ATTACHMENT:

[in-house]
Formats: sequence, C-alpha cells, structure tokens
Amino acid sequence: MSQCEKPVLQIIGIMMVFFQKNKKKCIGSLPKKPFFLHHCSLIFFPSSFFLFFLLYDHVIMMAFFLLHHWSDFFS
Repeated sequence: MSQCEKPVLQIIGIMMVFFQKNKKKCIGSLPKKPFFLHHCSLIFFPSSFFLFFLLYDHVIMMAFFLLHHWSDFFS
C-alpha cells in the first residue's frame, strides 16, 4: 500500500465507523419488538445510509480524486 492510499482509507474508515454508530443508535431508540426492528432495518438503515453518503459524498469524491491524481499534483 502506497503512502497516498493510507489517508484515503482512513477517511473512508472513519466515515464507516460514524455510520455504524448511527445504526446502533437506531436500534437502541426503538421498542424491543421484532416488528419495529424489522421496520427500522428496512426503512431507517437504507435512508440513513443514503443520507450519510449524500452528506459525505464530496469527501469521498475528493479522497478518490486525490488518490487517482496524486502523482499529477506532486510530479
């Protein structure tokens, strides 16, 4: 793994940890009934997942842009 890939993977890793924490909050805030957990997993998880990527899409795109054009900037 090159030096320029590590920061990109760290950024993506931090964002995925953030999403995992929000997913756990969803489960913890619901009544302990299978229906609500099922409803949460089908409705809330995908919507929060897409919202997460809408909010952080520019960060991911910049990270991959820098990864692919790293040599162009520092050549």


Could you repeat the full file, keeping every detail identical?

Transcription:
[in-house]
Formats: sequence, C-alpha cells, structure tokens
Amino acid sequence: MSQCEKPVLQIIGIMMVFFQKNKKKCIGSLPKKPFFLHHCSLIFFPSSFFLFFLLYDHVIMMAFFLLHHWSDFFS
Repeated sequence: MSQCEKPVLQIIGIMMVFFQKNKKKCIGSLPKKPFFLHHCSLIFFPSSFFLFFLLYDHVIMMAFFLLHHWSDFFS
C-alpha cells in the first residue's frame, strides 16, 4: 500500500465507523419488538445510509480524486 492510499482509507474508515454508530443508535431508540426492528432495518438503515453518503459524498469524491491524481499534483 502506497503512502497516498493510507489517508484515503482512513477517511473512508472513519466515515464507516460514524455510520455504524448511527445504526446502533437506531436500534437502541426503538421498542424491543421484532416488528419495529424489522421496520427500522428496512426503512431507517437504507435512508440513513443514503443520507450519510449524500452528506459525505464530496469527501469521498475528493479522497478518490486525490488518490487517482496524486502523482499529477506532486510530479
């Protein structure tokens, strides 16, 4: 793994940890009934997942842009 890939993977890793924490909050805030957990997993998880990527899409795109054009900037 090159030096320029590590920061990109760290950024993506931090964002995925953030999403995992929000997913756990969803489960913890619901009544302990299978229906609500099922409803949460089908409705809330995908919507929060897409919202997460809408909010952080520019960060991911910049990270991959820098990864692919790293040599162009520092050549």